I have come to the conclusion that the Board arrived at the correct decision in this matter. As did the Board, I have arrived at that conclusion reluctantly, but nevertheless I am of the view that no other conclusion is possible. The main case relied upon by counsel for the appellant in support of his argument was the decision of the House of Lords in Glasgow City Corporation v. Johnstone (1965) 1 All E.R. 730. That authority is plainly distinguishable on the ground that in that case the premises were actually being used and the question was whether or not they were being used for charitable purposes. In the case at Bar, in my view the premises were not being used at all, although they would be used for charitable purposes at a later date. I consider the decision of Chief Justice McEachern in the case of Roman Catholic Bishop of Kamloops v. Assessor of Area 23 referred to in the judgment of the Board, is decisive of the present case. The appeal is accordingly dismissed, but in the exercise of my discretion under sub-section 4 of Section 74 of the Assessment Act, I order that the dismissal be without costs.

 

 

SC 178cont Ronald McDonald House TM Society v. AA09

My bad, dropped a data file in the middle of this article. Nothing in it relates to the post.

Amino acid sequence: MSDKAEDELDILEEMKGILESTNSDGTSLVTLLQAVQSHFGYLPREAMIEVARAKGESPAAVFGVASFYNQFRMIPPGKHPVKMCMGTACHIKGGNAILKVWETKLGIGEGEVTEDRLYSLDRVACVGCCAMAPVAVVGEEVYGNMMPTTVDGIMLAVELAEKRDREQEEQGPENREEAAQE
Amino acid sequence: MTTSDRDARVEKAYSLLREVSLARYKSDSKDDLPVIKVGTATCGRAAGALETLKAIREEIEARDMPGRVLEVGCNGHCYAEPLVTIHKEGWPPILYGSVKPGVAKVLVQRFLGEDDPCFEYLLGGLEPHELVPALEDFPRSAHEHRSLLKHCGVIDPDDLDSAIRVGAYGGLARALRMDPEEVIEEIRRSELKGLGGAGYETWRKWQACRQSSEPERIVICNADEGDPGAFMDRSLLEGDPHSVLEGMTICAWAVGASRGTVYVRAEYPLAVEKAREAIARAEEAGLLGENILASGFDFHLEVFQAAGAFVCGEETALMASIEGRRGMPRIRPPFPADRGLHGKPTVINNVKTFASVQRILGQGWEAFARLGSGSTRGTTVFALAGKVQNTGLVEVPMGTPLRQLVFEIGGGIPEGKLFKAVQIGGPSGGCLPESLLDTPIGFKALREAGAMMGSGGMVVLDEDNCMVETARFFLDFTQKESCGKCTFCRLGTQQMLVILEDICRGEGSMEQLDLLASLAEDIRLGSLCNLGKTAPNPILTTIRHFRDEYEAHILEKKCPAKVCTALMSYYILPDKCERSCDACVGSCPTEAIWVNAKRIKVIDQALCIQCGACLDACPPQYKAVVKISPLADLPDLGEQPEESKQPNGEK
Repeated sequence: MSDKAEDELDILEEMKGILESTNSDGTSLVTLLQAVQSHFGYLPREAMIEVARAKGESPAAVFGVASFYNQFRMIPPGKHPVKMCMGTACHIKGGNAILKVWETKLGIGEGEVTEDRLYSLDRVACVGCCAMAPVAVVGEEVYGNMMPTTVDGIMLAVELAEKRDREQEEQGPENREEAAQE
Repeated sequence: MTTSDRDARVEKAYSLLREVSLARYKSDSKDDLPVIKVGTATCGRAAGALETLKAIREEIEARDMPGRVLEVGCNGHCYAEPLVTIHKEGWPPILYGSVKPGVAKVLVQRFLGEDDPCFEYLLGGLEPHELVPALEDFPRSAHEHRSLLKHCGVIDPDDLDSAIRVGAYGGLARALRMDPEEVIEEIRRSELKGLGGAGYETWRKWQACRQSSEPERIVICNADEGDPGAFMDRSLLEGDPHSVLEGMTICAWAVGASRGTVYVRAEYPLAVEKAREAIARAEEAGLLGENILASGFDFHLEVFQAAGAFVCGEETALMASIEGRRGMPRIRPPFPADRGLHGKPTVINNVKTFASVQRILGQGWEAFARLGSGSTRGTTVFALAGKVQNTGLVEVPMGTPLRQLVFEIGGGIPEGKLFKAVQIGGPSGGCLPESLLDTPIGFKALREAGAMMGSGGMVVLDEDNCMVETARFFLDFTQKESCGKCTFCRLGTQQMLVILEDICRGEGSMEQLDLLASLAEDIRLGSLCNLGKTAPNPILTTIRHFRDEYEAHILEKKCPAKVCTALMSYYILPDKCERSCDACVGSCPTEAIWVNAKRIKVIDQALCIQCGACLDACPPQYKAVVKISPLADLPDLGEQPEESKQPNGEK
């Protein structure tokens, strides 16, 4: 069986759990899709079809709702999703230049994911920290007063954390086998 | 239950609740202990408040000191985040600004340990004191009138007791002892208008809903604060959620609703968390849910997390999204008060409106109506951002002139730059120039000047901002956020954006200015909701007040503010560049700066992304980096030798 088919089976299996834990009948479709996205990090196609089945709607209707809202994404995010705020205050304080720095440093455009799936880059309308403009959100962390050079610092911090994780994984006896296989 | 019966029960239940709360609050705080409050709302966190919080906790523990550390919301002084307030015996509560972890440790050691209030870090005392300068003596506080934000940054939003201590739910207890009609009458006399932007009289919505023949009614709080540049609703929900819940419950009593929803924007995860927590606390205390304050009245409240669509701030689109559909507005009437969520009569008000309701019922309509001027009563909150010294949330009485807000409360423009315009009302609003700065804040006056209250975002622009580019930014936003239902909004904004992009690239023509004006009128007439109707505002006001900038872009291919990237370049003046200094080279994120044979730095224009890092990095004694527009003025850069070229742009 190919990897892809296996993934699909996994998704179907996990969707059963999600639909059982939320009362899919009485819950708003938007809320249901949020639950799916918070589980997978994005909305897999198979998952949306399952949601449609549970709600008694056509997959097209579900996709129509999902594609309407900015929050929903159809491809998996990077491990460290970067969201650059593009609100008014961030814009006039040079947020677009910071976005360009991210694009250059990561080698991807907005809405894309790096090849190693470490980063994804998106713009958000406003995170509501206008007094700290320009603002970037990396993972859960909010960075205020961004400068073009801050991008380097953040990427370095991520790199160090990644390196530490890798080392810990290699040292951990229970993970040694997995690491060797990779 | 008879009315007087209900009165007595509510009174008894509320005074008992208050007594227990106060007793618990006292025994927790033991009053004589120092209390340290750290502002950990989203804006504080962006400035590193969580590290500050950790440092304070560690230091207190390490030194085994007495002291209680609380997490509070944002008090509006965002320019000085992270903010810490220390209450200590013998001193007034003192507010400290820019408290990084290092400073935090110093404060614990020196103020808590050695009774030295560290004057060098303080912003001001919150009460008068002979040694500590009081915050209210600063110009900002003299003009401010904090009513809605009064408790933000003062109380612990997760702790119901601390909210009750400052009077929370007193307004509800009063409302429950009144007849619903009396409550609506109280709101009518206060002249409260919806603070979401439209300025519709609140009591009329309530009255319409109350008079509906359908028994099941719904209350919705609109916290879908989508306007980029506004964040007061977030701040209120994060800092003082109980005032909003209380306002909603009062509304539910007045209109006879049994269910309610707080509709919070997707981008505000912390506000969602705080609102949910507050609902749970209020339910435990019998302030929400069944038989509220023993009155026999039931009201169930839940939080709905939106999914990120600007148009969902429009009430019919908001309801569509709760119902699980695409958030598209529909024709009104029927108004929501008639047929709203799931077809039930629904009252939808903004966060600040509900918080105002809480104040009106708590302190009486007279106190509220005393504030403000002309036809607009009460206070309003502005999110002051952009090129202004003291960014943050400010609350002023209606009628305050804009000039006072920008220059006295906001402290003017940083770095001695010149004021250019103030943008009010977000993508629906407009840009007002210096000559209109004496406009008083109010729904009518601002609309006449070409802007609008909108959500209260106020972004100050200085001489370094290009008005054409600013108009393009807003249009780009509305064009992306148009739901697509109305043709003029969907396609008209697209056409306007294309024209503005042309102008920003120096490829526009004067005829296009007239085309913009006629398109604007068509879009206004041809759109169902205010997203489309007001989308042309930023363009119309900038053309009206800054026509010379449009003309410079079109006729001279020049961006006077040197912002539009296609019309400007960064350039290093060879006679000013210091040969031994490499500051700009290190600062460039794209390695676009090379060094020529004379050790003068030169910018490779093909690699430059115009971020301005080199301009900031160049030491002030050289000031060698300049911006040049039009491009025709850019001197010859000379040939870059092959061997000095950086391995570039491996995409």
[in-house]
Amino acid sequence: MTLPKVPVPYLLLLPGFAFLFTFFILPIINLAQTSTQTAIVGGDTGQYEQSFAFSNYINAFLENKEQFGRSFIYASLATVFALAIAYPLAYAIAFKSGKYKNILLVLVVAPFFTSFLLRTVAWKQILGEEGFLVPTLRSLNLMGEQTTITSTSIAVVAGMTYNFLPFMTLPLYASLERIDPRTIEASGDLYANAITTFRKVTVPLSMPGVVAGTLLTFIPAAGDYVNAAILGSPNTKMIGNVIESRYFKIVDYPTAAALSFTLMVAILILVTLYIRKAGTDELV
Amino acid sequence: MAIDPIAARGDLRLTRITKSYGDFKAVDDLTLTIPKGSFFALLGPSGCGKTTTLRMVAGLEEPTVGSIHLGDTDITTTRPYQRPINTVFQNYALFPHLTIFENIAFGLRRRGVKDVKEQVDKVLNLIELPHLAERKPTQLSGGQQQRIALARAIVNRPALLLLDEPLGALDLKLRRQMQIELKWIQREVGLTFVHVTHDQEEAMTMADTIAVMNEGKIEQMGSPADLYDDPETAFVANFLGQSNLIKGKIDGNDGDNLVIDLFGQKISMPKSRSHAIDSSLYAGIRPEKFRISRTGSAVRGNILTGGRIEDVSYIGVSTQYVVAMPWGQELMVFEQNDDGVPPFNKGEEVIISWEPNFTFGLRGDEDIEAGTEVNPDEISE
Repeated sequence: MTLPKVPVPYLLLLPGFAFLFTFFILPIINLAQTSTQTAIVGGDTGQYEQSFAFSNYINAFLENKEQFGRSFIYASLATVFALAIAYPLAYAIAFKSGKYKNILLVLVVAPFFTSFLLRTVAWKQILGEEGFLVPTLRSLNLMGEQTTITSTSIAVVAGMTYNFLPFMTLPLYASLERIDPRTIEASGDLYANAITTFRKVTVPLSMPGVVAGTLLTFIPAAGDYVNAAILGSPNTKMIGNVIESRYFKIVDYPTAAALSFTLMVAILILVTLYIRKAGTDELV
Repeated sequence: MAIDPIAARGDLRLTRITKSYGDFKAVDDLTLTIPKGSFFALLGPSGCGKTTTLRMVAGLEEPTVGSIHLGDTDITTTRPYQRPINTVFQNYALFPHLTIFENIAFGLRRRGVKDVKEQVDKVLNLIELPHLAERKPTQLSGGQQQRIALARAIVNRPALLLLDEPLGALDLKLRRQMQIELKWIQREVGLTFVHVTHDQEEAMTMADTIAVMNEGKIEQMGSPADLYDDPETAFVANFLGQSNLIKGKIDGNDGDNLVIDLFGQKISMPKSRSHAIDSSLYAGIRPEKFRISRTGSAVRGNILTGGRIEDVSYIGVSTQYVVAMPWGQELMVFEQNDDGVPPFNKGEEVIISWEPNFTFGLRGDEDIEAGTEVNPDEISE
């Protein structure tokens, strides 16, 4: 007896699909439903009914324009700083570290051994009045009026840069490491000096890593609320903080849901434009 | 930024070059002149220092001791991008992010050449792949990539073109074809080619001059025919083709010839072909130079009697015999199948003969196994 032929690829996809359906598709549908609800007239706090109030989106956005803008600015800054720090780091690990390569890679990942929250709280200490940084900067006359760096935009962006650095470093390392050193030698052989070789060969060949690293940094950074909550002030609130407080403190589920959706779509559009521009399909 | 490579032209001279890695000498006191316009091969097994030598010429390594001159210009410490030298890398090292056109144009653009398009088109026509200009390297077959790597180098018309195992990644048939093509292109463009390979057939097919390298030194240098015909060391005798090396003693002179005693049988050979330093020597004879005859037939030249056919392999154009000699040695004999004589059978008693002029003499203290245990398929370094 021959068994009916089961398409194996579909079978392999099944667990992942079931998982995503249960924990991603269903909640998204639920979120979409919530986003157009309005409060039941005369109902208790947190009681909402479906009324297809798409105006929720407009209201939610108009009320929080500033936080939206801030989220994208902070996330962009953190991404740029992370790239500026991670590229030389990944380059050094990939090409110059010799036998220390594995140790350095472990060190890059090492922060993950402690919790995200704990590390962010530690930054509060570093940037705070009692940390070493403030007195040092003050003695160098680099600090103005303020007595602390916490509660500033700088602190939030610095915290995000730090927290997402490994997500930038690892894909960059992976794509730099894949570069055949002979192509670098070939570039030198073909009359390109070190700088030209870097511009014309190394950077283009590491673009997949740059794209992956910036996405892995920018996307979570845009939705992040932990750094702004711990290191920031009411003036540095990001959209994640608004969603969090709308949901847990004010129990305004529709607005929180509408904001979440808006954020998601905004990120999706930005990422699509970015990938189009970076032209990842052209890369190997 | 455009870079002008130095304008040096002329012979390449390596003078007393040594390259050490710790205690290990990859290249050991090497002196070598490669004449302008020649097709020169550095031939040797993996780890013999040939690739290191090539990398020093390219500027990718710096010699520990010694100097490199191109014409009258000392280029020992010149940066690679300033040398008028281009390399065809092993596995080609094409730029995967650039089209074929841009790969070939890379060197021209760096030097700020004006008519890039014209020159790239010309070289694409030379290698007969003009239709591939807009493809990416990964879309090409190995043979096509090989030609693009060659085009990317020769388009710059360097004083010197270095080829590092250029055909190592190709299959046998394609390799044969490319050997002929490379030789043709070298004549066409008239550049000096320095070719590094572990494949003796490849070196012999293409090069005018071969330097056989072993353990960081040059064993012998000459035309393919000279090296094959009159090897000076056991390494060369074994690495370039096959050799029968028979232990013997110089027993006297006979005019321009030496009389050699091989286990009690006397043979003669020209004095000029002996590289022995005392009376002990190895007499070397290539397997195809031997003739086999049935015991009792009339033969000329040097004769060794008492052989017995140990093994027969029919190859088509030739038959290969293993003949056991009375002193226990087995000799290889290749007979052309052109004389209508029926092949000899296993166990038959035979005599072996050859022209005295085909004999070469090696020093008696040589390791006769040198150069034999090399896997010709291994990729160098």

THE RONALD MCDONALD HOUSE TM SOCIETY OF BRITISH COLUMBIA

v.

ASSESSOR OF AREA 9 - VANCOUVER

B.C. Court to Appeal (CA001235) Vancouver Registry

Before: MR. JUSTICE J.D. LAMBERT, MR. JUSTICE R.P. ANDERSON, and MR. JUSTICE A.B. MACFARLANE

March 20, 1984

K.R. Boyle for the Appellant, The Ronald McDonald House TM Society of British Columbia
R.S. Gill for the Respondent, Assessor Area 9 - Vancouver

Vancouver Charter-"Wholly in use for charitable purposes"

 

The issue was whether the phrase "wholly in use for charitable purposes" within the meaning of section 396 (c) (i) of the Vancouver Charter applied to the subject property which was acquired for a charitable purpose. The Court held that the phrase includes the actual design and construction activity leading to renovations to the property which are a necessary part off fulfilling the whole of the charitable intent and which directly facilitate the charitable objectives.